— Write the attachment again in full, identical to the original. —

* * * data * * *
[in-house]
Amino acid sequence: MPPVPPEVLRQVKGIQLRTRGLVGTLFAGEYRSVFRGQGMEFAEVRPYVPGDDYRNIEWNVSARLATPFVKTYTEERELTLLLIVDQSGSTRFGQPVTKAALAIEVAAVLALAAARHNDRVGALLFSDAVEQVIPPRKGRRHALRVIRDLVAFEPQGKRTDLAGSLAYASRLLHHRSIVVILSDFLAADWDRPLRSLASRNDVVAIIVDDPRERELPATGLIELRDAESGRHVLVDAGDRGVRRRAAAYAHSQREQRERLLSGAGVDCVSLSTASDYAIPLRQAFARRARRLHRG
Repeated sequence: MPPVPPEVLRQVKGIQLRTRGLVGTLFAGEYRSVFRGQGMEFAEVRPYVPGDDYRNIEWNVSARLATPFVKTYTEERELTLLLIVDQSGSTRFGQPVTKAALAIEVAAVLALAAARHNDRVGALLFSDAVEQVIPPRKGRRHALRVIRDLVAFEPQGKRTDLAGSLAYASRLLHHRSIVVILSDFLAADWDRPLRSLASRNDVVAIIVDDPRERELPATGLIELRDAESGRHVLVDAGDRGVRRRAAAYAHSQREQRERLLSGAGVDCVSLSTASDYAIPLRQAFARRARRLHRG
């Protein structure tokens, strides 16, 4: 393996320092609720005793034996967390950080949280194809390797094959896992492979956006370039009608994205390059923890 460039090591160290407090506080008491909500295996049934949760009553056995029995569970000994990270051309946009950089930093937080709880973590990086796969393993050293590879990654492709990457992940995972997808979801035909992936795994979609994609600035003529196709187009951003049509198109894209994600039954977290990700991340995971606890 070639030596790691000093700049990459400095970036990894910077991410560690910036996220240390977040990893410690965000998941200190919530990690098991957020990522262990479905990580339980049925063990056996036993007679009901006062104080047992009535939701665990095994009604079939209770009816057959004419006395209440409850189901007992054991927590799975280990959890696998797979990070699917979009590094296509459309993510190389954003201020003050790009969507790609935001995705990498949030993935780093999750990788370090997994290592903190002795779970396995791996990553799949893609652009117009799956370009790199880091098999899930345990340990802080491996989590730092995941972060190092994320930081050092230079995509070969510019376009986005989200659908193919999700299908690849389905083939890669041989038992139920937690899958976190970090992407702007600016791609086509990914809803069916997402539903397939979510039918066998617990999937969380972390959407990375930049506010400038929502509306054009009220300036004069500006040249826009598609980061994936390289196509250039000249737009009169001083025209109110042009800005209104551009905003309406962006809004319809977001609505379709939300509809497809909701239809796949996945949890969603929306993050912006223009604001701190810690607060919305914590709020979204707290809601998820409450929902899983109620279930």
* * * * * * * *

[in-house]
Amino acid sequence: MPPVPPEVLRQVKGIQLRTRGLVGTLFAGEYRSVFRGQGMEFAEVRPYVPGDDYRNIEWNVSARLATPFVKTYTEERELTLLLIVDQSGSTRFGQPVTKAALAIEVAAVLALAAARHNDRVGALLFSDAVEQVIPPRKGRRHALRVIRDLVAFEPQGKRTDLAGSLAYASRLLHHRSIVVILSDFLAADWDRPLRSLASRNDVVAIIVDDPRERELPATGLIELRDAESGRHVLVDAGDRGVRRRAAAYAHSQREQRERLLSGAGVDCVSLSTASDYAIPLRQAFARRARRLHRG
Repeated sequence: MPPVPPEVLRQVKGIQLRTRGLVGTLFAGEYRSVFRGQGMEFAEVRPYVPGDDYRNIEWNVSARLATPFVKTYTEERELTLLLIVDQSGSTRFGQPVTKAALAIEVAAVLALAAARHNDRVGALLFSDAVEQVIPPRKGRRHALRVIRDLVAFEPQGKRTDLAGSLAYASRLLHHRSIVVILSDFLAADWDRPLRSLASRNDVVAIIVDDPRERELPATGLIELRDAESGRHVLVDAGDRGVRRRAAAYAHSQREQRERLLSGAGVDCVSLSTASDYAIPLRQAFARRARRLHRG
């Protein structure tokens, strides 16, 4: 393996320092609720005793034996967390950080949280194809390797094959896992492979956006370039009608994205390059923890 460039090591160290407090506080008491909500295996049934949760009553056995029995569970000994990270051309946009950089930093937080709880973590990086796969393993050293590879990654492709990457992940995972997808979801035909992936795994979609994609600035003529196709187009951003049509198109894209994600039954977290990700991340995971606890 070639030596790691000093700049990459400095970036990894910077991410560690910036996220240390977040990893410690965000998941200190919530990690098991957020990522262990479905990580339980049925063990056996036993007679009901006062104080047992009535939701665990095994009604079939209770009816057959004419006395209440409850189901007992054991927590799975280990959890696998797979990070699917979009590094296509459309993510190389954003201020003050790009969507790609935001995705990498949030993935780093999750990788370090997994290592903190002795779970396995791996990553799949893609652009117009799956370009790199880091098999899930345990340990802080491996989590730092995941972060190092994320930081050092230079995509070969510019376009986005989200659908193919999700299908690849389905083939890669041989038992139920937690899958976190970090992407702007600016791609086509990914809803069916997402539903397939979510039918066998617990999937969380972390959407990375930049506010400038929502509306054009009220300036004069500006040249826009598609980061994936390289196509250039000249737009009169001083025209109110042009800005209104551009905003309406962006809004319809977001609505379709939300509809497809909701239809796949996945949890969603929306993050912006223009604001701190810690607060919305914590709020979204707290809601998820409450929902899983109620279930």